Originally I was going to write this post about how cloth diapering made Rocky and me crunchy granola hippies. Then I realized it wasn't cloth diapering that made us crunchy granola hippies, but having kids that changed our inspirations for life.
Okay, I'll admit, cloth diapering was the catalyst that set the stage (but couldn't we say that we wouldn't be cloth diapering if we didn't have kids?). It introduced us to ideas and terms that we hadn't previously even given ANY thought to: using cloth napkins, re-purposing plastic bags, and just recently, attempting to be semi-vegan, or at the least vegetarian.
Gasp! Vegan you say?! Yes, we have officially begun the decent into crazy-town.
Documentaries are my favorite form of movie watching pleasure. They are moving, and passionate, and often inspire me in ways I never thought possible. If you haven't seen Food, Inc., you are missing out! It's not horrible, or devastating, or even grotesquely graphic. I wouldn't even say it's shocking - it just widens your eyesight a littler further than you have admitted to seeing.
One thing the documentary points out is our addiction to corn (much like our addiction to gas!). The cows are fed corn, the chickens are fed corn, even the farm raised fish are fed corn. We can't escape corn, and it is in essence a big cause of why so many Americans are fat. The thing that scared us the most though was the realities of meat related diseases. 70% of ground beef in this country has an ammonia filler in it to kill the E-coli that is rampant in cattle because of their living (I wouldn't even call it living - surviving is better suited) conditions. I don't know what's worse, feeding my kids E-coli, or feeding them small amounts of ammonia (yes, I'm sure it's been tested for safety, but why is cancer and autism on the rise?). Among other things, Rocky has had high blood pressure since he was 24 - let's start adding reasons to the pile.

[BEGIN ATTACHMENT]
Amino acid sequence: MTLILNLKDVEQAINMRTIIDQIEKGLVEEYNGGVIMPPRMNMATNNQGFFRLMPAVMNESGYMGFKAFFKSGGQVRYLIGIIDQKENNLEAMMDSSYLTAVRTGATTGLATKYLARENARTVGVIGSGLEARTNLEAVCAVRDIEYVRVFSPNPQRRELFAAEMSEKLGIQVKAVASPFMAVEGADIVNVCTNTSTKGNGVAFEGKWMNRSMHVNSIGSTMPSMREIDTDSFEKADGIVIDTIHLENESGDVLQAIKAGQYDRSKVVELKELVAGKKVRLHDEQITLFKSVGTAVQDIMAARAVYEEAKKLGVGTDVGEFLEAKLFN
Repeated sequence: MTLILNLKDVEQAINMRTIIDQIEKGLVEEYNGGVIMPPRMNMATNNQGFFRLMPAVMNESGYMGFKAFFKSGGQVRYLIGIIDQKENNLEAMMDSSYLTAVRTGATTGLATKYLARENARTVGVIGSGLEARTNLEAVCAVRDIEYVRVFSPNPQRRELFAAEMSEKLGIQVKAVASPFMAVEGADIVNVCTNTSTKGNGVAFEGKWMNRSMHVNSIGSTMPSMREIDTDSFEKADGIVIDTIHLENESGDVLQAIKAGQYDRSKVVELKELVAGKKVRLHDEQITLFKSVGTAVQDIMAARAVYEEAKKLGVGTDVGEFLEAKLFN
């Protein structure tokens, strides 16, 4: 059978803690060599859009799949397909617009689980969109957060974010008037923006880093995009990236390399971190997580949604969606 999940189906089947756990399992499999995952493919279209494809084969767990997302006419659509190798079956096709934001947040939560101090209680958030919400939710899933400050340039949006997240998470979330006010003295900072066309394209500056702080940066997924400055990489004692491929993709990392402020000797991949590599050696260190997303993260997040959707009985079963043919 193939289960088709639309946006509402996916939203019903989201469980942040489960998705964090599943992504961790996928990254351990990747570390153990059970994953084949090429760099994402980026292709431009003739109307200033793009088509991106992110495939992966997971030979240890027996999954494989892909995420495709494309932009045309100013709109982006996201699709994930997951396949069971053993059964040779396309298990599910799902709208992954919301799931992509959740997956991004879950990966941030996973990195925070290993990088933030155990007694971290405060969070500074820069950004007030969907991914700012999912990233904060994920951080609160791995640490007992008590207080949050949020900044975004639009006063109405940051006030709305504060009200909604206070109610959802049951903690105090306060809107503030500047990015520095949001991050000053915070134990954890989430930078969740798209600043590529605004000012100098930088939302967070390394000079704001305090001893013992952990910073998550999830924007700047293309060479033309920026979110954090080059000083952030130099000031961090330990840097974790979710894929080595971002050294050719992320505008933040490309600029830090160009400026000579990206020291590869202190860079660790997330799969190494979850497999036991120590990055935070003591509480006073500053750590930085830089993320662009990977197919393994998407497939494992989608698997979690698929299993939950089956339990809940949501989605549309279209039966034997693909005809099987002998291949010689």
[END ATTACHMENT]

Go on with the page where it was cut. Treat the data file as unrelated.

Ok, ok, so you don't want to hear me rant about beef. But! After we watched this documentary, we started considering our children's safety in regards to food. I started researching being vegetarian, and then found vegan was not far off. I even discovered, that if you eliminate meat from your meals, you can increase your fresh produce budget by A LOT. I hope to prove this point in the coming weeks, as for now it seems like a hope, not necessarily reality. Our small, short term goal is to eat meatless meals 3-4 days a week. Long term, we'd like to transition to some form of Vegan (I think I'll survive if I eat honey). I read if you put it in writing, for all to read, then you are committing yourself to the process. So here it is! I'm writing it down. You all have been witness to it!
I apologize in advance if I start posting wacky-ash ****, and you're like, "really Jake?" But just like with anything else in life, gotta start somewhere - why not blog about it?!